Monday, 14 May 2012

New Formation

As some of you may be aware, there have been some changes in the band over the recent months. I have decided to part company with two sterling characters, Marti Bowley who was playing bass, and Pete Maidens who was playing electric guitar.

At the start of the year, I came to the conclusion that instead of leaping from one style to another I have no idea how to go about creating, perhaps I should linger a while and refine the sound I’ve worked on up until now. With that in mind, this year I want to concentrate exclusively on the ballads, and doing them damn well. No more over pronounced phrases, no more pomp, and a few changes in the formation of the band.

Marti and I had played together almost since I put the name Marmaduke Dando out there in 2007. Many of the armpits of London we trawled through whilst honing our instruments, often trying times, but always bearable with a level of camaraderie equal to the quality of this fine fellow. Unfortunately, in 2011, Marti came to the conclusion that he wasn’t as good as he’d like to be the double bass, and wanted to revert to his original instrument, the electric bass, in order to concentrate on something he knew he was good at. Despite protestations from myself, the rest of the band, and many of our close friends, there was no changing his mind. We tried to work the electric bass in to the band during 2011, but I felt toward the end of the year that it wasn’t quite the sound I was after. Even more so with what I’m hoping to achieve this year. Marti is a phenomenal bass player, and it has been a pure pleasure to work with such a high standard of musicianship.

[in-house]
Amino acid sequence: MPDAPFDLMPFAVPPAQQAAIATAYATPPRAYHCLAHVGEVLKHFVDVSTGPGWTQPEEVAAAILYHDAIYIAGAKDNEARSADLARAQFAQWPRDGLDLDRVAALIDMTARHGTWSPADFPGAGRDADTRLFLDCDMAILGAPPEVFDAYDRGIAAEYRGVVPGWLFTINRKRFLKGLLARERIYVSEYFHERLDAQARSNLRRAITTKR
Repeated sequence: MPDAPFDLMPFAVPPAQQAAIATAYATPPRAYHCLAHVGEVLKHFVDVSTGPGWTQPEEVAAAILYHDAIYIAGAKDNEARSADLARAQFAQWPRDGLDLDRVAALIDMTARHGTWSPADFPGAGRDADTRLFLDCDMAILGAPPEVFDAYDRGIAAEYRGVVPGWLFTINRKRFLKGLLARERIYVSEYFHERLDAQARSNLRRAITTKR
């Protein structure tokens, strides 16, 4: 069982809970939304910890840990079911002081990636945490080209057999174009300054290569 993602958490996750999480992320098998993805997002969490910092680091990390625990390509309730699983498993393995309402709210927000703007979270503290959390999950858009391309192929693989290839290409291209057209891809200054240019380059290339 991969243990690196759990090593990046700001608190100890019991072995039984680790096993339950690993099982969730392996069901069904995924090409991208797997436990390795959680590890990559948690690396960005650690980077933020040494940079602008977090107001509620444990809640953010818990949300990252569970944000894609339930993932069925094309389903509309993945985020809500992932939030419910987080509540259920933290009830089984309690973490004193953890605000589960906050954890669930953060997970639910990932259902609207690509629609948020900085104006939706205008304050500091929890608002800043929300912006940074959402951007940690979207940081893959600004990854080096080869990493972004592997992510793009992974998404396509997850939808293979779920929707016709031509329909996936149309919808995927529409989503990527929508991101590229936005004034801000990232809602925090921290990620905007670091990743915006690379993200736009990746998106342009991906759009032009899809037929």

Pete joined the band in 2010 on guitar and took to the role with great gusto and displayed a natural musical intuition I’ve not witnessed before. We played many a fine show together in the last 2 years, at festivals, on boats, in pubs, and yes, in a few armpits too. All of which were a rollicking good crack that wouldn’t have been the same had he not been a part of it. Yet again, a damn fine guitarist that I could not have been more lucky to have worked with.

In the new formation I’m looking to put together, there will be Andy still on drums, Sonia on the piano that will come out to the fore a little more than in the past. I’ll be taking on some light acoustic guitar duties and singing, hopefully, in a more natural style. I say hopefully, because having any objectivity about one’s own voice is near on impossible. It takes time and constant reflection, in my experience. I’ll also be adding a double bass player to this line-up, along with some softly blown trumpet.

I sincerely wish Marti and Pete the best in their onward musical endeavours. Chaps, it’s been an absolute pleasure.

London to Portsmouth on foot

“Off in search of Walden…again” responds my inbox automatically for the last week to anyone that wrote to me. It seems to be a recurring theme, this search for Walden. Walden was Thoreau‘s escape, a place where he found a spirituality with the earth that bore him. My automated responder however, suggests that I’ve tried on numerous occasions, and yet still haven’t found what I’m looking for. To be honest, I don’t think I even know what it is I am looking for. The throbbing void within me continues on without articulation, not having any terms of reference to cling to. Being bludgeoned by the Ultimate Truth of science and surrounded by a rabid commercialism from the moment I could speak, probably didn’t help. Growing up in a suburb outside of the city of Portsmouth, we didn’t do God and we didn’t do nature. We just did what we were told.